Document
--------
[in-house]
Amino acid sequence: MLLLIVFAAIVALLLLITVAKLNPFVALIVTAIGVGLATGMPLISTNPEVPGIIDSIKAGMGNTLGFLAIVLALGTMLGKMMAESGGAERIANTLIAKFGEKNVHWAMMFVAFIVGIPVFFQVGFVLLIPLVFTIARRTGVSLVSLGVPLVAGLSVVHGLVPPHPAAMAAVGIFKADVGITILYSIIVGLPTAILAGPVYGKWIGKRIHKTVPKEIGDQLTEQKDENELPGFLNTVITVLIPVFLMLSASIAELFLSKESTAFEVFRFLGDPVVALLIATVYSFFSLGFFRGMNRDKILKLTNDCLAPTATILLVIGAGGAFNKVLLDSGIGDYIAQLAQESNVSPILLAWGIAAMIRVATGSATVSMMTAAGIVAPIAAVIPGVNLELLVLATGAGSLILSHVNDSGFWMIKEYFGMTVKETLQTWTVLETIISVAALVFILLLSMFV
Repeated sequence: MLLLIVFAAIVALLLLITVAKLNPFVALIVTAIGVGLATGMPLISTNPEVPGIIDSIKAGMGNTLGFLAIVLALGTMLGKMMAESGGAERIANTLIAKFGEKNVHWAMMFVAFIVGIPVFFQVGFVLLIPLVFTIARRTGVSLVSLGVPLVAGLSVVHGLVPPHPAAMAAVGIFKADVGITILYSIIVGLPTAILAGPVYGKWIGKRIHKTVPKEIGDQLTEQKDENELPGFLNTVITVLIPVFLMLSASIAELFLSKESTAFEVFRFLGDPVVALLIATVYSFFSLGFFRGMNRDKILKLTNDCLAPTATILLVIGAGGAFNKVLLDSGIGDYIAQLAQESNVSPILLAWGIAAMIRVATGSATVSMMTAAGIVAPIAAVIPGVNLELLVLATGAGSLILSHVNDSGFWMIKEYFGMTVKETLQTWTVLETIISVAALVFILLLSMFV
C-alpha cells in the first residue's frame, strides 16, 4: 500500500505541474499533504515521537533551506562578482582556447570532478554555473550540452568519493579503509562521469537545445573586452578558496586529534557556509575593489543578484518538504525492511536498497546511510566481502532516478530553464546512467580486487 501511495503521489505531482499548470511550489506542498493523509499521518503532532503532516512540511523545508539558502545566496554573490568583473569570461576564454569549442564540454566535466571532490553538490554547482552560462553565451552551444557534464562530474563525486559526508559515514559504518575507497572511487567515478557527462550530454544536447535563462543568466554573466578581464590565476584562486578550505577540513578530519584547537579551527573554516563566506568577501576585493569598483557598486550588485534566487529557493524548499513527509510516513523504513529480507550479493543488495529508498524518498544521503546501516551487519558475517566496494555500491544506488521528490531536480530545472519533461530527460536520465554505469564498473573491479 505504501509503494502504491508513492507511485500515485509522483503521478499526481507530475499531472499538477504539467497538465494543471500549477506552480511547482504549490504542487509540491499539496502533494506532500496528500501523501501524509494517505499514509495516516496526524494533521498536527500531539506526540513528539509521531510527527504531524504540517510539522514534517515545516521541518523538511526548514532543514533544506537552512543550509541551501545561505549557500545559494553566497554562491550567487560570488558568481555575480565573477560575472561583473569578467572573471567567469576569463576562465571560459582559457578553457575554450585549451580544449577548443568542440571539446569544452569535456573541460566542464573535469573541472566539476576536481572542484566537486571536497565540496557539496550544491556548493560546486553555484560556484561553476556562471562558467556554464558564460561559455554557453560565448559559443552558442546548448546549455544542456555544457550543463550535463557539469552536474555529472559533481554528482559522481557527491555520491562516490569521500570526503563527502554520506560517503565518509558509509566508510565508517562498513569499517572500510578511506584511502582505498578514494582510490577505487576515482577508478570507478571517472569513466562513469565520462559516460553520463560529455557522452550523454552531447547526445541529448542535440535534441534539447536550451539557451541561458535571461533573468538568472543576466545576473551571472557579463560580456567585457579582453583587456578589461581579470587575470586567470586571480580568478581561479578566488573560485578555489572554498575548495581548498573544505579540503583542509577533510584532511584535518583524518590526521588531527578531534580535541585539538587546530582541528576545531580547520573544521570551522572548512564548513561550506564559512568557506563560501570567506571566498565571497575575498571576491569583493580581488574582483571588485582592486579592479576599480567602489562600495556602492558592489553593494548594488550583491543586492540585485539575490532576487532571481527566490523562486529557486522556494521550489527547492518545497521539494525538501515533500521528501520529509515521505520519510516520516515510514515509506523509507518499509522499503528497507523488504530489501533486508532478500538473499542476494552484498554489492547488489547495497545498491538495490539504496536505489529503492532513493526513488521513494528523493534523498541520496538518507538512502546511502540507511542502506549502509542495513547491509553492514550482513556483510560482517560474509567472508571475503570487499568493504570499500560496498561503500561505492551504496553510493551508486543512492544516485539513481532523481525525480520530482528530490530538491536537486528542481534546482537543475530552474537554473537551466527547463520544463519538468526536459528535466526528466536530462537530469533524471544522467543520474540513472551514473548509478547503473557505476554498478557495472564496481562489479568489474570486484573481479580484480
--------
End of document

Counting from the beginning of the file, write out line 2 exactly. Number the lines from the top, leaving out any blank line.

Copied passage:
Amino acid sequence: MLLLIVFAAIVALLLLITVAKLNPFVALIVTAIGVGLATGMPLISTNPEVPGIIDSIKAGMGNTLGFLAIVLALGTMLGKMMAESGGAERIANTLIAKFGEKNVHWAMMFVAFIVGIPVFFQVGFVLLIPLVFTIARRTGVSLVSLGVPLVAGLSVVHGLVPPHPAAMAAVGIFKADVGITILYSIIVGLPTAILAGPVYGKWIGKRIHKTVPKEIGDQLTEQKDENELPGFLNTVITVLIPVFLMLSASIAELFLSKESTAFEVFRFLGDPVVALLIATVYSFFSLGFFRGMNRDKILKLTNDCLAPTATILLVIGAGGAFNKVLLDSGIGDYIAQLAQESNVSPILLAWGIAAMIRVATGSATVSMMTAAGIVAPIAAVIPGVNLELLVLATGAGSLILSHVNDSGFWMIKEYFGMTVKETLQTWTVLETIISVAALVFILLLSMFV